Mark Macaskill, Sunday Times, 15 November 2009
Only one in eight pupils feels challenged at school in Scotland, compared with one in four in England, according to an international study that adds further weight to claims that educational standards are declining.
The study, by Edinburgh University and the World Health Organisation, also reveals that Scottish teenagers spend more time socialising with friends and playing computer games, rather than studying, compared with their counterparts south of the border.
About 6,000 pupils aged 11-15 were questioned as part of the study, Young People’s Health in Great Britain and Ireland, funded by NHS Health Scotland. The data was collected in 2006.
Across all age groups, only 12% of pupils said they felt pressured to perform well at school, compared with 25% in England and 21% in Ireland and Wales. Girls aged 11 in Scotland were the least motivated, with just 9.1% saying they felt challenged in the classroom. Just over 37% of 15-year-olds in England said they felt under pressure, the highest proportion of any age group in Britain.
Pupils in Scotland had the most active after-school social lives, with almost 47% spending four or more evenings each week out with friends, compared with 32% in England and 42% in Wales and Ireland. Participants were asked how often they played on a computer or games console. In Scotland, 34% of pupils reported playing at least two hours a day, compared with 18% in Ireland, 26% in England and 31% in Wales.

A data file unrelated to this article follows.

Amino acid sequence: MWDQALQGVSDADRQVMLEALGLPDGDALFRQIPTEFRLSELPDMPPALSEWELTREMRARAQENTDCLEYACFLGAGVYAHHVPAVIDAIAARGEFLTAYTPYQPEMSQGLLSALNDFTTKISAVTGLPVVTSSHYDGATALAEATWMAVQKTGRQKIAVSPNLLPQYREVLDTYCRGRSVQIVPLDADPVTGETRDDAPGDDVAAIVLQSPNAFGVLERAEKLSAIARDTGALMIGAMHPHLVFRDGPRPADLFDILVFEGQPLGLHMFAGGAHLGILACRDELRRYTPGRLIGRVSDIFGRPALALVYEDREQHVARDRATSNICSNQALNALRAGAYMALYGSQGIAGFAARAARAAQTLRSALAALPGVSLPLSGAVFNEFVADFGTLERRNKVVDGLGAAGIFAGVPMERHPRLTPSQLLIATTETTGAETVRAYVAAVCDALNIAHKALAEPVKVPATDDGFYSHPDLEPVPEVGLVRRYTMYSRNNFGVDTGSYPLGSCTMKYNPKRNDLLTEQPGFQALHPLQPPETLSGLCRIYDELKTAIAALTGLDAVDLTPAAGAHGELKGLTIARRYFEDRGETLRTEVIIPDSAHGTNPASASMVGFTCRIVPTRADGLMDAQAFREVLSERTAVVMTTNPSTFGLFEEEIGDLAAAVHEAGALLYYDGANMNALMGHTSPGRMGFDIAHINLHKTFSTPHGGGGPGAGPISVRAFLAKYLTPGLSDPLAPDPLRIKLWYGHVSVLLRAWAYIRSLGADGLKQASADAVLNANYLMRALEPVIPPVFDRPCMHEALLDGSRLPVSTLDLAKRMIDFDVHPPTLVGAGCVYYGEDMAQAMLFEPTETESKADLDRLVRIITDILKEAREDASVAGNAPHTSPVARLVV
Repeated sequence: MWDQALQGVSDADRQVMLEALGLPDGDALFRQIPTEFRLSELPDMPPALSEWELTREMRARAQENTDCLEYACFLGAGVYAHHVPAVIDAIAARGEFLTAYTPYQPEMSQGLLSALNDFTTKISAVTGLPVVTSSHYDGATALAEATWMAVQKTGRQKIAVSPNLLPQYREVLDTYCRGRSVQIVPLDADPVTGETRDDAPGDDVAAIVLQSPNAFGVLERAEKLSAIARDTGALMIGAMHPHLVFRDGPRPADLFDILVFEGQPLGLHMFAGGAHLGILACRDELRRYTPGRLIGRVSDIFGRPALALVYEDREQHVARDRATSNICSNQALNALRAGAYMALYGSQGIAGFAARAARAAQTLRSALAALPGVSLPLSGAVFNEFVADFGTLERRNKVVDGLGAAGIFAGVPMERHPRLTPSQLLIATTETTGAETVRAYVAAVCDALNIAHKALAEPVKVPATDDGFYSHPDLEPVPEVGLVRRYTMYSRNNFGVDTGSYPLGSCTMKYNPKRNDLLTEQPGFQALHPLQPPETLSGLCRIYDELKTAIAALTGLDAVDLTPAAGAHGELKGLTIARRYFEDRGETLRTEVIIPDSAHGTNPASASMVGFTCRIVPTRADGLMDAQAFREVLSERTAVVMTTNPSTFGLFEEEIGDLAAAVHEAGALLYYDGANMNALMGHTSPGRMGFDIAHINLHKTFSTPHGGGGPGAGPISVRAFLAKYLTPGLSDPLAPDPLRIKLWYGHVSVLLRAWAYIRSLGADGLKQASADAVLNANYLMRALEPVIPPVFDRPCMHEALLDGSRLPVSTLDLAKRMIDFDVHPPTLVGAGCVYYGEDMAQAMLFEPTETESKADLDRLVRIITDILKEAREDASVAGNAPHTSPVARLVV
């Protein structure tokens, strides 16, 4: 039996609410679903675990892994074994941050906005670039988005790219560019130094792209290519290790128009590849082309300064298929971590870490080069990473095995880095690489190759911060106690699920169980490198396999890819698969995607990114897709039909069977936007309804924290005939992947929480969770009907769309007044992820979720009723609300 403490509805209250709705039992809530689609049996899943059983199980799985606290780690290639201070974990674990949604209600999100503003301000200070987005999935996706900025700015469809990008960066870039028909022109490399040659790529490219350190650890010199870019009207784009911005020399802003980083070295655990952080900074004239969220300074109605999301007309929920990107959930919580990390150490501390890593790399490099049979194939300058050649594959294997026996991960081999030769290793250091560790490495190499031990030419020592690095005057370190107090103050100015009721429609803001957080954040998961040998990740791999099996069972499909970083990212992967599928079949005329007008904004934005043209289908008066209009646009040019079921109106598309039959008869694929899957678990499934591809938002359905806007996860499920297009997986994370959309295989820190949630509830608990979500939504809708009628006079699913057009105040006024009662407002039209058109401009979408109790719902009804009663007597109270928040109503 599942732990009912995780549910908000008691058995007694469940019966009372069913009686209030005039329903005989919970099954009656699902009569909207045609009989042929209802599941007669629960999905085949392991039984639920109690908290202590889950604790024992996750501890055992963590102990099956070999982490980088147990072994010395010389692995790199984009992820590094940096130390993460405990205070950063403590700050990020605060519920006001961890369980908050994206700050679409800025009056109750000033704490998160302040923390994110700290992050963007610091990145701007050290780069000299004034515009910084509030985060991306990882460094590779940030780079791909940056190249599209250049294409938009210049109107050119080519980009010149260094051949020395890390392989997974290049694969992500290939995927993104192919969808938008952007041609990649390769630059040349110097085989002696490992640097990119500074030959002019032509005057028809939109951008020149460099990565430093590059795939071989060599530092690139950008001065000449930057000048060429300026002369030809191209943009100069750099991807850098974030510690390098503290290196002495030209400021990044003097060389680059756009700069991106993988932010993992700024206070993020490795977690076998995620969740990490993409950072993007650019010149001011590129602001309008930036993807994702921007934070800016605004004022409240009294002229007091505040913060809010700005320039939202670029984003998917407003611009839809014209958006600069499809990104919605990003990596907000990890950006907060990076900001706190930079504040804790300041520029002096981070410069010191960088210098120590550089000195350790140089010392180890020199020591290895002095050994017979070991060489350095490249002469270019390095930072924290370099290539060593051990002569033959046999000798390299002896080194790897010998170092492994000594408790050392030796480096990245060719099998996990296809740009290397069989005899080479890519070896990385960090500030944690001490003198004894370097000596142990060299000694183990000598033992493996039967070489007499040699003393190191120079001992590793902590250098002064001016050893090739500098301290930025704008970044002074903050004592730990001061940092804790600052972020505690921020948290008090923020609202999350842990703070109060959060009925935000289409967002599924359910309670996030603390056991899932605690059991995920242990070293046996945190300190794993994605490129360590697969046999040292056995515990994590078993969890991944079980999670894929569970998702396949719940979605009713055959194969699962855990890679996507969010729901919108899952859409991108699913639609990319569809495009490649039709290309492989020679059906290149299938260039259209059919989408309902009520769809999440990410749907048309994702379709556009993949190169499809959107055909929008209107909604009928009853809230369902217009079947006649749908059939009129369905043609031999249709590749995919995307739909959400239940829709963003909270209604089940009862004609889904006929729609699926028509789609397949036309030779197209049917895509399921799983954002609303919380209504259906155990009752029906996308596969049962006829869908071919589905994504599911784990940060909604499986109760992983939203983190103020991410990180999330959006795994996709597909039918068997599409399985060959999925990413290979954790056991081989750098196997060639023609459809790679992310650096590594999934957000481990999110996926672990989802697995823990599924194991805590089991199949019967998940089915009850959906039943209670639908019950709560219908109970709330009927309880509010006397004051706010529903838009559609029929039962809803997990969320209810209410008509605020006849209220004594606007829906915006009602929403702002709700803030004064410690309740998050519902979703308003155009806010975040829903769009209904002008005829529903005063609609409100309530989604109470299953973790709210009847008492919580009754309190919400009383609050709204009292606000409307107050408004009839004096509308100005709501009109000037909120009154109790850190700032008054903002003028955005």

Critics said the figures appeared to support the notion that educational standards are declining in Scotland. A study published this year by John McLaren, of the Centre for Public Policy for Regions, revealed that although Scottish spending per pupil has risen in the past decade, the proportion of those gaining five good grades at the end of compulsory education (S4) has fallen.
Data obtained by the think-tank Reform Scotland showed that pupils in England, who lagged behind Scotland in 1998, are now ahead. In addition, the latest Trends in International Mathematics and Science Study found English pupils are scoring higher than Scots and the gap has widened between 1995 and 2007.
Murdo Fraser, deputy leader of the Scottish Conservatives, said of the latest findings: “It all adds to the body of knowledge and the growing concerns over the standard of Scottish education, which was once very strong but no longer has the pre-eminence it once enjoyed.”
Nick Seaton, of the Campaign for Real Education, said the study suggested that schools were “dumbing down”. He added: “Unless a school is putting [pupils]under pressure, the chances are it isn’t doing its job.”
Last week, Eric Wilkinson, professor of education at Glasgow University, accused politicians of ignoring fresh thinking and said Scottish education was stuck in a “mud pool”.
He spoke out after proposals in East Lothian to form an education trust — in which a group of schools would take greater control of local spending — were dismissed as out of step with public thinking.
Dr Winfried van der Sluijs, co-author of the report from Edinburgh University’s child and adolescent health research unit, said further research was planned. He added: “We will look at the effects on pupils of socialising with friends after school and their academic performance.”